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Augustine John A.

Del Rosario
1AIT

Communication- the imparting or exchanging of information or news.

Elements of Communication:
1. SENDER/ENCODER
The sender also known as the encoder decides on the message to be sent, the best/most
effective way that it can be sent. All of this is done bearing the receiver in mind. In a
word, it is his/her job to conceptualize.
The sender may want to ask him/herself questions like: What words will I use? Do I need
signs or pictures?

2. MEDIUM
The medium is the immediate form which a message takes. For example, a message may
be communicated in the form of a letter, in the form of an email or face to face in the
form of a speech.

3. CHANNEL
The channel is that which is responsible for the delivery of the chosen message form. For
example post office, internet, radio.

4. RECEIVER
The receiver or the decoder is responsible for extracting/decoding meaning from the
message. The receiver is also responsible for providing feedback to the sender. In a word,
it is his/her job to INTERPRET.

5. FEEDBACK
This is important as it determines whether or not the decoder grasped the intended
meaning and whether communication was successful.

6. CONTEXT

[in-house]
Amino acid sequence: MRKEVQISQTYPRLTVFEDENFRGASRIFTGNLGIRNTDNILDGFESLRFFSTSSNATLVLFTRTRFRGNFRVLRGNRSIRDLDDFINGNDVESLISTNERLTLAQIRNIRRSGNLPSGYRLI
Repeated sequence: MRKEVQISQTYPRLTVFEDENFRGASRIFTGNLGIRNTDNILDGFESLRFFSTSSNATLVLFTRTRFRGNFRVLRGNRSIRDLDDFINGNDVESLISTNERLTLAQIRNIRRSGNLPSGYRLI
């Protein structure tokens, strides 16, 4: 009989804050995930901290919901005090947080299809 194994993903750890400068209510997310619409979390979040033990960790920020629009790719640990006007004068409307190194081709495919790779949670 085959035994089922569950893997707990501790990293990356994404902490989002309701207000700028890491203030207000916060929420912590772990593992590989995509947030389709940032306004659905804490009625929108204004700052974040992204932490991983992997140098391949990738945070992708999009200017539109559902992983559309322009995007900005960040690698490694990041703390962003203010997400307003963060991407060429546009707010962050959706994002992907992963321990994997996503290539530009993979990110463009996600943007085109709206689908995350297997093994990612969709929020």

Communication does not take place in a vacuum. The context of any communication act
is the environment surrounding it. This includes, among other things, place, time, event,
and attitudes of sender and receiver.

7. NOISE (also called interference)


This is any factor that inhibits the conveyance of a message. That is, anything that gets in
the way of the message being accurately received, interpreted and responded to. Noise
may be internal or external.
Levels of Communication:

Verbal Level of Communication

Although this is perhaps the most apparent level of human communication, people can spend a
lifetime trying to master it.

This level includes our selection of words based on an understanding of meaning between the
speaker and the listener.

Physical Level of Communication

Neuro-linguistic programming (NLP) brought the importance of visual cues in how we


communicate to many people’s attention.

Visual cues like eye contact, gestures, movements, stances, breathing, posture, and facial
expressions influence how we feel and communicate.

Auditory Level of Communication

The sound of our voice, including the tone, range, volume, and speed affects how our messages
are received and interpreted by others.

For example, fast talkers will find it beneficial to slow their speech when speaking to a
thoughtful, introverted person or risk being unheard.

Emotional Level of Communication

Few people appreciate how our emotional states affect what we communicate and how the
message is interpreted by the recipient.

In rhetoric, Aristotle’s pathos represents an appeal to the audience’s emotions

Energetic Level of Communication

Also called the psychic level, this level of communication encompasses a vast range of unseen
factors including a person’s level of consciousness, the frequency or harmonics of the message,
and other subtle energies.